The Centers for Medicare & Medicaid Services (“CMS”) issued a formal memorandum to state hospital survey agency directors on Dec. 28, 2017, clarifying its position on the texting of patient information. CMS acknowledged in the memorandum that texting among healthcare professionals has become an essential and valuable means of communication. In order for such texting of patient information to be compliant, CMS confirmed that such communication must be done via secure and encrypted systems to minimize the risks to patient privacy and confidentiality per the HIPAA regulations and the CMS Conditions of Participation and Conditions for Coverage for hospitals.
CMS’ memorandum was issued not long after an article was published in the Dec. 18, 2017 issue of the Report on Medicare Compliance. The article detailed two recent instances in which CMS’ survey and certification team sent emails to two hospitals (that wished to remain anonymous) stating that “texting [was] not permitted,” including the use of secure text messaging applications between healthcare providers. The reported emails came as a surprise to many health systems in which texting has become commonplace for the effective and efficient treatment of patients. The correction and clarification in the recent CMS memorandum has certainly brought relief to healthcare providers who rely on such secure text messaging in their day-to-day operations.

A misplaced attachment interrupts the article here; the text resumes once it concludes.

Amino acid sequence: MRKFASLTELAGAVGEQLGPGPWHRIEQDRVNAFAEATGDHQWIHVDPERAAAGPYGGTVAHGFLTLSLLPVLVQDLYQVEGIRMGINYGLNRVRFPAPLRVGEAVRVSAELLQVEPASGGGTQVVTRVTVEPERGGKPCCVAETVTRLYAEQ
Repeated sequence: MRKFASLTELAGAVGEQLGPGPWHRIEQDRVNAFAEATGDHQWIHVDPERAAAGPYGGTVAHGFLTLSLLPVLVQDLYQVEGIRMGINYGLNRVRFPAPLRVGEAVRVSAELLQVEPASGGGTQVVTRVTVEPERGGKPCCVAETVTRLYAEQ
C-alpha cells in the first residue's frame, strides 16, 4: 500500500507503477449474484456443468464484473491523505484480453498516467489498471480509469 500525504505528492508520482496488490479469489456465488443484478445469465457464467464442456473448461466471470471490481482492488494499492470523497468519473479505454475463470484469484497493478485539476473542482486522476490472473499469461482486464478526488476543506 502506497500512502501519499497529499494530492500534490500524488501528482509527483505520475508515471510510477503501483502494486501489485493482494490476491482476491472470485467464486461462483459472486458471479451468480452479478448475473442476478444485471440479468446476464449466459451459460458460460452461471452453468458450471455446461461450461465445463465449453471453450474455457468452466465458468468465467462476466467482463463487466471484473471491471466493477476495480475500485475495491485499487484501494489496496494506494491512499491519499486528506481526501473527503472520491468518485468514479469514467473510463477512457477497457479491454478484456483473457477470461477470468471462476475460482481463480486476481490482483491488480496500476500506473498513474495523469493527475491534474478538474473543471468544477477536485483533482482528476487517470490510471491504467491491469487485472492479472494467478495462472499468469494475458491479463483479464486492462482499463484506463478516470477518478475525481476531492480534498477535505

The memorandum also reiterated CMS’ (and The Joint Commission’s) current position that that the texting of orders is prohibited regardless of the platform utilized, as such practice does not comply with the Conditions for Coverage and the Conditions of Participation for medical record retention and content. CMS emphasized that computerized provider order entry (“CPOE”) is still the preferred method of order entry by a provider. CMS reaffirmed that licensed independent practitioners should enter orders into the medical record via CPOE, with an immediate download into the provider’s electronic health record, as such order would be dated, timed, authenticated and promptly placed in the medical record.